Even though 2022 was a rough year for cryptocurrencies, Bitcoin has remained the leading industry asset. That situation will likely remain unchanged for the foreseeable future. More importantly, institutional demand for bitcoin has risen strongly in the past few days.
Any Bitcoin price should appeal to investors and institutions. It is the only scarce form of hard money that will exist. Its supply is capped at 21 million BTC, and most of those are in circulation already. Even though the price dipped below $17,000 a few weeks ago, the current momentum is rather bullish.
After a good run in January, Bitcoin and other crypto assets noted a brief pause. Prices went sideways and slightly bearish, although the uptrend will likely resume soon. The BTC price is currently near $23,000 again, which remains a key resistance level. However, if broken successfully, the price can – theoretically – shoot up to $25,000 in the following weeks.
Institutional demand for Bitcoin contributes to the uptrend in January and early February. Whether one likes or hates it, institutions continue to scoop up crypto assets at these low prices. More people willing to sell will put more money into these institutional hands. Time will tell if that is a good thing. If Tesla and MicroStrategy become examples for other market participants, there isn’t much to fear.
In the past week, institutional demand for Bitcoin noted strong momentum again. Statistics from Coinshares indicate a healthy weekly flow for Bitcoin, at $68.5 million. That is far more outspoken than Ethereum ($0.7 million), BNB Coin ($0.1 million)m or Solana ($0.5 million).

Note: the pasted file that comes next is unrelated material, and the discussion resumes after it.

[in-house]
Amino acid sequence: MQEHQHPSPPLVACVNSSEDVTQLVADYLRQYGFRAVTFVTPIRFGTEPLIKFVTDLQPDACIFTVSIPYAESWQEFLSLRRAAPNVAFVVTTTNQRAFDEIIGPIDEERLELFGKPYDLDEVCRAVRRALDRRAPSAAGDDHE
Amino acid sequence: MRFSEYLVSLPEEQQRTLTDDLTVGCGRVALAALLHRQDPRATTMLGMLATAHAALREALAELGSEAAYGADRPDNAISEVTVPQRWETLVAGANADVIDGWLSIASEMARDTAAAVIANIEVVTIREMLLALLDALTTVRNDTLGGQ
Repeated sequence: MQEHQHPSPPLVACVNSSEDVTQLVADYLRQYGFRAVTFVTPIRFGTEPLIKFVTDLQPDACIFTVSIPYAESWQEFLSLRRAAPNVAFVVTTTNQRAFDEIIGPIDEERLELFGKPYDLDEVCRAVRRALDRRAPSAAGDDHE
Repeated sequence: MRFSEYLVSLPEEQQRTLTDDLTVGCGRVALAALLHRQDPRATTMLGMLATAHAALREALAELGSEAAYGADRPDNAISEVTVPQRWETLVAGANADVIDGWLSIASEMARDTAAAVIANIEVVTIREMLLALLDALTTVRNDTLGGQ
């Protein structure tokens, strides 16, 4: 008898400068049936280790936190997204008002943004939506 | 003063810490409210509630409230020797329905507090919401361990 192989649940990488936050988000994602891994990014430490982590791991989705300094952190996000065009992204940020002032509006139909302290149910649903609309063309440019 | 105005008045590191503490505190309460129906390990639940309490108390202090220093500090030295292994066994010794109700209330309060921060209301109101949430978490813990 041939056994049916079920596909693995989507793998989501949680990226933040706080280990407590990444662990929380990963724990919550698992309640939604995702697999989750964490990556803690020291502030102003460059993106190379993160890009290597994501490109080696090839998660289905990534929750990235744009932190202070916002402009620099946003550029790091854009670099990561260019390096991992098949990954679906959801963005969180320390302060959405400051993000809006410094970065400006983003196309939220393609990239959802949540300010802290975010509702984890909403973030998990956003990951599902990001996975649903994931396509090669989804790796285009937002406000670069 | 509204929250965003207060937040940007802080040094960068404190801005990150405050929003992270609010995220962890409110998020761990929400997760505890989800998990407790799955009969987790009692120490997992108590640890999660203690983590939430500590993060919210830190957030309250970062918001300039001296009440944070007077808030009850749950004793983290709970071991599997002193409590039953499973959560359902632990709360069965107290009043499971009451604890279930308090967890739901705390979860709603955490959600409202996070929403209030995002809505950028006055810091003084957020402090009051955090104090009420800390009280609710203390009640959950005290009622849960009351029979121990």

It is worth noting there was ZERO demand for Litecoin, Tron, and XRP. A bit surprising as Litecoin continues to flirt with the $100 level. Institutional demand for Bitcoin remains prevalent, but altcoins are of far less concern. That is interesting and may indicate the expected “alt season” isn’t around the corner just yet.
The strong Bitcoin dominance among institutional investors has always been outspoken. Ethereum still ranks second, although it has roughly one-third of Bitcoin’s market share in this segment. Interestingly, multi-assets are also popular, although institutional investors remain risk-averse.
With this in mind, it will be interesting to see where BTC goes next. Retail demand for BTC seems less of a factor than some would like it to be. Instead, the institutional demand for Bitcoin remains in full swing. That may explain why there was a steep run-up, although nothing explosive like several years ago. However, it may also hint at a lack of trending below $22,000 for a while.
Traders looking for big moves will remain glued to their charts over the coming days and weeks. There will, undoubtedly, be minor dips and rises along the way. Even so, there’s good money to be made by bold and adventurous people.
One other aspect to note is the Bitcoin Dominance Index. Despite a rise to nearly 41% a few weeks ago, it has dropped below 40% again. Ethereum, USDT, BNB Coin, and other assets also lost market shares. Retail demand appears to focus on lower-cap altcoins, whereas institutions have a different agenda.
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